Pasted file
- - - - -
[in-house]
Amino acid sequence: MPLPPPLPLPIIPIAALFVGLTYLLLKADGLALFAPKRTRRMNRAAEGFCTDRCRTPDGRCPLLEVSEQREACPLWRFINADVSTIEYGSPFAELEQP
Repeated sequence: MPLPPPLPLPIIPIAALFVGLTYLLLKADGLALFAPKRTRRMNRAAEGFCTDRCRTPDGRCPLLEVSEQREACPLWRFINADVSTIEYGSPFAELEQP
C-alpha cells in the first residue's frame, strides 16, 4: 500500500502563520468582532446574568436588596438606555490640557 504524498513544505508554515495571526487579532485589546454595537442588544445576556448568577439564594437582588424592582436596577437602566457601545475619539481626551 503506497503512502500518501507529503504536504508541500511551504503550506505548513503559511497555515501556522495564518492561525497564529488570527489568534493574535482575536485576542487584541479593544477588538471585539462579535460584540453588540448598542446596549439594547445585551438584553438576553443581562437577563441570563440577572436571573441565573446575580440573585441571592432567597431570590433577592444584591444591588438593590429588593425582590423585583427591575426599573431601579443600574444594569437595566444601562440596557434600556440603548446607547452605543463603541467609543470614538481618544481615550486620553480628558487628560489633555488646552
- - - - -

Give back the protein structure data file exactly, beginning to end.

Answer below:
[in-house]
Amino acid sequence: MPLPPPLPLPIIPIAALFVGLTYLLLKADGLALFAPKRTRRMNRAAEGFCTDRCRTPDGRCPLLEVSEQREACPLWRFINADVSTIEYGSPFAELEQP
Repeated sequence: MPLPPPLPLPIIPIAALFVGLTYLLLKADGLALFAPKRTRRMNRAAEGFCTDRCRTPDGRCPLLEVSEQREACPLWRFINADVSTIEYGSPFAELEQP
C-alpha cells in the first residue's frame, strides 16, 4: 500500500502563520468582532446574568436588596438606555490640557 504524498513544505508554515495571526487579532485589546454595537442588544445576556448568577439564594437582588424592582436596577437602566457601545475619539481626551 503506497503512502500518501507529503504536504508541500511551504503550506505548513503559511497555515501556522495564518492561525497564529488570527489568534493574535482575536485576542487584541479593544477588538471585539462579535460584540453588540448598542446596549439594547445585551438584553438576553443581562437577563441570563440577572436571573441565573446575580440573585441571592432567597431570590433577592444584591444591588438593590429588593425582590423585583427591575426599573431601579443600574444594569437595566444601562440596557434600556440603548446607547452605543463603541467609543470614538481618544481615550486620553480628558487628560489633555488646552